About the FICO Credit Score
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Since we live in a computer-driven society, it should come as no surprise that your ability to repay your mortgage loan boils down to one number. Credit reporting agencies use your payment history in order to compile this score.
Experian, TransUnion, and Equifax, the three major credit agencies, each have their own proprietary formula for building a credit score. Fair Isaac and Cooriginally developed this score. . While Experian still calls its score "FICO", TransUnion calls its score "Beacon" and Equifax uses "Empirica." While each of the models considers a range of data available in your credit report, all of the agencies use the following to determine your credit score:
- Your Credit History - Have you had credit for years, or for a short time?
- Payment History - Do you have a history of late payments?
- Your Credit Card Balances - How many accounts do you hold, and how much do you owe?
- Credit Inquiries - How many times have lenders pulled your credit for the purpose of lending you money?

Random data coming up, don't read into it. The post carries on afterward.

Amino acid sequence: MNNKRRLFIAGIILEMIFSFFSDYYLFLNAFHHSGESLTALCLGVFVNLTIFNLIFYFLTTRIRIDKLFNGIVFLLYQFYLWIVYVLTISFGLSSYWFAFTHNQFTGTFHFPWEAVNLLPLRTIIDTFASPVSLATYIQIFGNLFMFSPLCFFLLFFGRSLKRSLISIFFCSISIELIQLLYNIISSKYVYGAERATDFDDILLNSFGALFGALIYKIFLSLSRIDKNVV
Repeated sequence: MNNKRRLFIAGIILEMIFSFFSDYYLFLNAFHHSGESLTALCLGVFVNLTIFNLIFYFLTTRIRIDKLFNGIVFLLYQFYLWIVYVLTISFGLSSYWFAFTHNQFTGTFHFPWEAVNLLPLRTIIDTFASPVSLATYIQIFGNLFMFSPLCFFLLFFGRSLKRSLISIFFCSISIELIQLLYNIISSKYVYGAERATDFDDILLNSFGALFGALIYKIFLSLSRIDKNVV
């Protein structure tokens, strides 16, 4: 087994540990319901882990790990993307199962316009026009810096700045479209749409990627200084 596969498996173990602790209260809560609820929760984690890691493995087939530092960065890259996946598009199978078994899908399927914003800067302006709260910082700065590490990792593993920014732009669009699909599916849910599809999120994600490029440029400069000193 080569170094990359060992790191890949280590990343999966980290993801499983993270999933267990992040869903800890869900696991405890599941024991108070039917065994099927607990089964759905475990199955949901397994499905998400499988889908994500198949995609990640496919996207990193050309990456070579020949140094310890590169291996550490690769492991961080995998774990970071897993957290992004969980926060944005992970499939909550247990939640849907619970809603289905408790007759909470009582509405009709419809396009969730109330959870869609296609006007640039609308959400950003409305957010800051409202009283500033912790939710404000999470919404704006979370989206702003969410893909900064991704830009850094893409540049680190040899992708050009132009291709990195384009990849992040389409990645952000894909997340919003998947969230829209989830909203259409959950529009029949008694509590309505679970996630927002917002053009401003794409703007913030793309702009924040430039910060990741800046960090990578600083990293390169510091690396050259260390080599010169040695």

Each of these is assigned a value and a weight. The result is a single number: your FICO score. Credit scores can be as low as 300 and as high as 800. Higher is always better. Most home buyers have a score above 620.
Your score greatly affects how much you pay in interest every month
FICO scores affect more than your ability to get a loan. They also affect your interest rate. Lenders give lower interest rates to individuals with higher scores.
Improving your score
What can you do to raise your FICO score? Very little in the short term. Some companies promise quick fixes, but they can't do anything different than what you can do — for free. You should, of course, remove any incorrect reporting on your credit report, which is the only way to quickly improve your credit score.
How do I find out my FICO score?
In order to improve your score, you must get the reports that the agencies use to build it. Of course, you need the score as well. Fair Isaac has created a web site (www.myFICO.com) that lets you do just that. It's inexpensive, fast, and easy to get your credit score along with credit reports from all three credit reporting agencies. They also provide helpful information and online tools that help you improve your FICO score.
You can get a free credit report every year from the three major credit reporting agencies by visiting AnnualCreditReport.com. You won't get a free credit score from AnnualCreditReport.com, but getting it is quick and very inexpensive.
Now that you have all the facts, you'll be a more informed consumer and you'll be better positioned to get the most favorable mortgage.
Want to know more about credit scores? Give us a call at (707) 521-3434 Ext. 23.